4. Configuring and Running a Job

In the domain section , the overall architecture design was discussed, using the following diagram as a guide:

While the Job object may seem like a simple container for steps, there are many configuration options of which a developers must be aware . Furthermore, there are many considerations for how a Job will be run and how its meta-data will be stored during that run. This chapter will explain the various configuration options and runtime concerns of a Job .

4.1 Configuring a Job

There are multiple implementations of the Job interface, however, the namespace abstracts away the differences in configuration. It has only three required dependencies: a name, JobRepository , and a list of Steps.

<job id="footballJob">
    <step id="playerload"          parent="s1" next="gameLoad"/>
    <step id="gameLoad"            parent="s2" next="playerSummarization"/>
    <step id="playerSummarization" parent="s3"/>

The examples here use a parent bean definition to create the steps; see the section on step configuration for more options declaring specific step details inline. The XML namespace defaults to referencing a repository with an id of 'jobRepository', which is a sensible default. However, this can be overridden explicitly:

<job id="footballJob" job-repository="specialRepository">
    <step id="playerload"          parent="s1" next="gameLoad"/>
    <step id="gameLoad"            parent="s3" next="playerSummarization"/>
    <step id="playerSummarization" parent="s3"/>

In addition to steps a job configuration can contain other elements that help with parallelisation (<split/>), declarative flow control (<decision/>) and externalization of flow definitions (<flow/>).

4.1.1 Restartability

One key issue when executing a batch job concerns the behavior of a Job when it is restarted. The launching of a Job is considered to be a 'restart' if a JobExecution already exists for the particular JobInstance. Ideally, all jobs should be able to start up where they left off, but there are scenarios where this is not possible. It is entirely up to the developer to ensure that a new JobInstance is created in this scenario. However, Spring Batch does provide some help. If a Job should never be restarted, but should always be run as part of a new JobInstance, then the restartable property may be set to 'false':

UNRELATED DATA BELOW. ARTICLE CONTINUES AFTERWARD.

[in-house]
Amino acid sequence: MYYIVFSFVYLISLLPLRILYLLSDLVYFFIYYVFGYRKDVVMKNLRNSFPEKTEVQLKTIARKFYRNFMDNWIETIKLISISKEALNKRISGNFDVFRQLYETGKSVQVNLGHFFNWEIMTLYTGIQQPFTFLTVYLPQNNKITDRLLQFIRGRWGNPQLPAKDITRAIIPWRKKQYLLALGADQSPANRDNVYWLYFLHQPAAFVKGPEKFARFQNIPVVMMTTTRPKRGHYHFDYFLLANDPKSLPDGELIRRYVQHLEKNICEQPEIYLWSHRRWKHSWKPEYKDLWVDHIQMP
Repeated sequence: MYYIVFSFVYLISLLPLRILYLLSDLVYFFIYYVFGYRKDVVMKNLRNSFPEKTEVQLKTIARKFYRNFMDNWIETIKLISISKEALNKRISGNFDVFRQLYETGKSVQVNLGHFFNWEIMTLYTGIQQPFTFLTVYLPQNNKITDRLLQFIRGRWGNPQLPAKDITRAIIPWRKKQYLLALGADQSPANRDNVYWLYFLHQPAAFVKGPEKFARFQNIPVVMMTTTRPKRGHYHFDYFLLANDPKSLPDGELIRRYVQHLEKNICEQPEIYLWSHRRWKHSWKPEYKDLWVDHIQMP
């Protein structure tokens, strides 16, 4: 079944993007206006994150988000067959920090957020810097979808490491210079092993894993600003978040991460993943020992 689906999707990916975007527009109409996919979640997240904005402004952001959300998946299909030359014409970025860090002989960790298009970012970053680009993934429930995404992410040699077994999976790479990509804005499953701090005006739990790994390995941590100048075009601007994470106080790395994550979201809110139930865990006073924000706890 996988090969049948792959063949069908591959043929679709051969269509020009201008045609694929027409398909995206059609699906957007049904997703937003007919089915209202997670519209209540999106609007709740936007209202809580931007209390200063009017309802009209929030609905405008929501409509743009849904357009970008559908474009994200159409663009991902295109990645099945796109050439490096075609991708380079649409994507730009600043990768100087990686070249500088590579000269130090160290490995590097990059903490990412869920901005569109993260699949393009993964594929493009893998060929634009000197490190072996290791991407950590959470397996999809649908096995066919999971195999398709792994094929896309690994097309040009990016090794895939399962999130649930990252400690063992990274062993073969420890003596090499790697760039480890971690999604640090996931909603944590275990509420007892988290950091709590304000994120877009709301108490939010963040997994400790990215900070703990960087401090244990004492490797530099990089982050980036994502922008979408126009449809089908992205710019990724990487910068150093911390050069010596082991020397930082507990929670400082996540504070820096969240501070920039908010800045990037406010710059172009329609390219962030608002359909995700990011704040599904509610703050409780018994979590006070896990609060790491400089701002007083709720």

<job id="footballJob" restartable="false">

To phrase it another way, setting restartable to false means "this Job does not support being started again". Restarting a Job that is not restartable will cause a JobRestartException to be thrown:

Job job = new SimpleJob();

JobParameters jobParameters = new JobParameters();

JobExecution firstExecution = jobRepository.createJobExecution(job, jobParameters);

try {
    jobRepository.createJobExecution(job, jobParameters);
catch (JobRestartException e) {
    // expected

This snippet of JUnit code shows how attempting to create a JobExecution the first time for a non restartable job will cause no issues. However, the second attempt will throw a JobRestartException.

4.1.2 Intercepting Job Execution

During the course of the execution of a Job, it may be useful to be notified of various events in its lifecycle so that custom code may be executed. The SimpleJob allows for this by calling a JobListener at the appropriate time:

public interface JobExecutionListener {

    void beforeJob(JobExecution jobExecution);

    void afterJob(JobExecution jobExecution);


JobListeners can be added to a SimpleJob via the listeners element on the job:

<job id="footballJob">
    <step id="playerload"          parent="s1" next="gameLoad"/>
    <step id="gameLoad"            parent="s2" next="playerSummarization"/>
    <step id="playerSummarization" parent="s3"/>
        <listener ref="sampleListener"/>

It should be noted that afterJob will be called regardless of the success or failure of the Job. If success or failure needs to be determined it can be obtained from the JobExecution:

public void afterJob(JobExecution jobExecution){
    if( jobExecution.getStatus() == BatchStatus.COMPLETED ){
        //job success
    else if(jobExecution.getStatus() == BatchStatus.FAILED){
        //job failure

The annotations corresponding to this interface are: